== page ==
- So, in Art & Organism, we are always on the lookout for examples of how science can explain any part of the process that leads to how we feel. How corporeal physical things become incorporeal feelings. This is at the heart of all research on the nature (and nurture?) of consciousness. Some say, the greatest unanswered question of our time. You will get a good feel for how our disposition and experience–feelings and understanding of what evokes them–work together by reading Read Sarah Scoles on The Strange Blissfulness of Storms in a 2016 issue of Nautilus magazine. [HERE]
What can we “really” know: data is inserted into gaps in our flow of information by INTERPOLATION and EXTRAPOLATION. In neuroscience, interpolation is called “filling in” – the blind spot in our retina is a good metaphor if not an example –look at Spillman (et al’s 2006) paper on “perceptual filling in.”
CONSCIOUSNESS PERCEIVED? One of the most complex accomplishments of perception may go beyond representations of the world outside us to representations of the one within. (It’s too soon to ask how “does one perceive their organ of perception?”). Read Michael S. A. Graziano and Sabine Kastner’s (2011), “novel hypothesis”
BUT we could argue that consciousness itself is only what we perceive it to be: Graziano argues at greater length that consciousness is a perceptual construct in his book, Consciousness and the Social Brain. (Read Aaron Schurger’s (2014) review, “Consciousness Perceived,” in SCIENCE.)
MORE about SUBJECTIVE view of OBJECTIVE “REALITY”
“The brain, after all, is sealed in darkness and silence within the solid casing of the skull. It has no direct access to the outside world, and so relies on the information that reaches it via a few electrical cables from our sensory organs What is it we actually perceive? is it real?”
look at Alison George’s essay, “Can We Perceive Reality?”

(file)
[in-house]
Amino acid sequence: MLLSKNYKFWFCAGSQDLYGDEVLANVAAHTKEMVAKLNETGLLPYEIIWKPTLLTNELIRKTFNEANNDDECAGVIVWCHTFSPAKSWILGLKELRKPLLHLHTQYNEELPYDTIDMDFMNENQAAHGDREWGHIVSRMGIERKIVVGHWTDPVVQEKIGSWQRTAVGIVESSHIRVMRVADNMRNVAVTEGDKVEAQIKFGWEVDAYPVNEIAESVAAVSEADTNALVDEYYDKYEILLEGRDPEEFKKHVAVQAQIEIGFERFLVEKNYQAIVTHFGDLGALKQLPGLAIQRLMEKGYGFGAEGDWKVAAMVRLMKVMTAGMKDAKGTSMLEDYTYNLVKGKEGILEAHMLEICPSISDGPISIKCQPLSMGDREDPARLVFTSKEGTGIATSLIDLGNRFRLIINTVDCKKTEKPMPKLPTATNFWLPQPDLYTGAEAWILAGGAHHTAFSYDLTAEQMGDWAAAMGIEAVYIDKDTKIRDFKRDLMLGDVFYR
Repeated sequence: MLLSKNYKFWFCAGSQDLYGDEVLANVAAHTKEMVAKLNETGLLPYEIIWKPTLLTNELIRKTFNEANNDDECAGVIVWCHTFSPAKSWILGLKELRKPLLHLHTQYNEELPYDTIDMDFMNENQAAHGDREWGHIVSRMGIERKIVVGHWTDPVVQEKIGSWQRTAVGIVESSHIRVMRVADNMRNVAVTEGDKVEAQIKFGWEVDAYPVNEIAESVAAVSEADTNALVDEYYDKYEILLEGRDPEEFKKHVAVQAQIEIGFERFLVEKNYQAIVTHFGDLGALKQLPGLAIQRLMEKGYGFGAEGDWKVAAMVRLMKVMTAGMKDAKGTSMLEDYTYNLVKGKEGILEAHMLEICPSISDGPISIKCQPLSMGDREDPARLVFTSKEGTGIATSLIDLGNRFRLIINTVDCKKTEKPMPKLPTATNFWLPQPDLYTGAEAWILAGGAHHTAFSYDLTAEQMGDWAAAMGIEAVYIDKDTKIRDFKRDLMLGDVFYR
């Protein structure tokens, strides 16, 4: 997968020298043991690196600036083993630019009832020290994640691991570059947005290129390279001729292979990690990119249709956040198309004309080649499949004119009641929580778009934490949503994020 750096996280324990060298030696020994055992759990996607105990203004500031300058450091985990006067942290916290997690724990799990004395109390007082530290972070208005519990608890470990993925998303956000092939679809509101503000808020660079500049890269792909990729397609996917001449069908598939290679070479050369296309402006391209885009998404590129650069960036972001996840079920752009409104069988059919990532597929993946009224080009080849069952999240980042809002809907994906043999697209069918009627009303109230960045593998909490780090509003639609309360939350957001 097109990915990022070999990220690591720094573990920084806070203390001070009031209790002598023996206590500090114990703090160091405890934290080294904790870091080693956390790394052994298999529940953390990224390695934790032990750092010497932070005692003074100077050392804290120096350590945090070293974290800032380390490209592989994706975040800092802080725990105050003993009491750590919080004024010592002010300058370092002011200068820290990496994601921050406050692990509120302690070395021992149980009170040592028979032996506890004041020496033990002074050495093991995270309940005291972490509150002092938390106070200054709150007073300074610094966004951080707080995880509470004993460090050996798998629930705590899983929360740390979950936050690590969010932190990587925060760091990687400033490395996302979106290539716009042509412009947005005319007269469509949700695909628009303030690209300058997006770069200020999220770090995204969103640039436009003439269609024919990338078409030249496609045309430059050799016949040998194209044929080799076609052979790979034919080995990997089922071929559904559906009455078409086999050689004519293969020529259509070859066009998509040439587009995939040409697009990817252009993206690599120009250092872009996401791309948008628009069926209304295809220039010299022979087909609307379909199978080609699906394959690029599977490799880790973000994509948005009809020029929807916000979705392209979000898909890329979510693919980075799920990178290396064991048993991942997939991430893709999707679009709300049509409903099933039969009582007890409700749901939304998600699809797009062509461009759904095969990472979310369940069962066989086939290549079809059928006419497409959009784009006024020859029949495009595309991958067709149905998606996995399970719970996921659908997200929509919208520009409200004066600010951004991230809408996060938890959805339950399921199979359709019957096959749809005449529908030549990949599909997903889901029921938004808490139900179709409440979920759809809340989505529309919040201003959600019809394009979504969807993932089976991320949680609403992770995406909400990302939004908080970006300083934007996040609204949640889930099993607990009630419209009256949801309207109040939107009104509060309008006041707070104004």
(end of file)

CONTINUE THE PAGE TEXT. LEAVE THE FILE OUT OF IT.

PERCEPTION, VISUALISATION, and MEMORY
In 2015, Adam Zeman borrowed Aristotle’s term for the mind’s eye (phantasia) to refer to apparent deficits in visualization aspect of perceptual cognition: he coined the term ‘congenital aphantasia’ to describe those rare people with an inability to visualize. Prof. Zeman estimates that aphantasia occurs in around 3 per cent of the general population, and hyperphantasia in about 6 per cent. In other words, a spectrum phenomenon reflecting the neurodiversity amongst us. [READ Zeman’s short summary from PSYCHE] How does this ability intersect with dreams? Or or our recollections of real experiences. With respect to memory of things, researcher Elizabeth Loftus has established the parameters of accurate recollection including its malleability. Read about her research as it developed and how her findings play out in the real world (as in court testimony based on recollections) (LOFTUS discussed in the New Yorker).
[i] Neural Mechanisms for Prediction: From Action to Higher-Order Cognition. Anila M. D’Mello and Liron Rozenkrantz (2020) Journal of Neuroscience 1 July 2020, 40 (27) 5158-5160; DOI: https://doi.org/10.1523/JNEUROSCI.0732-20.2020 https://www.jneurosci.org/content/40/27/5158 Article Info & Metrics eLetters PDF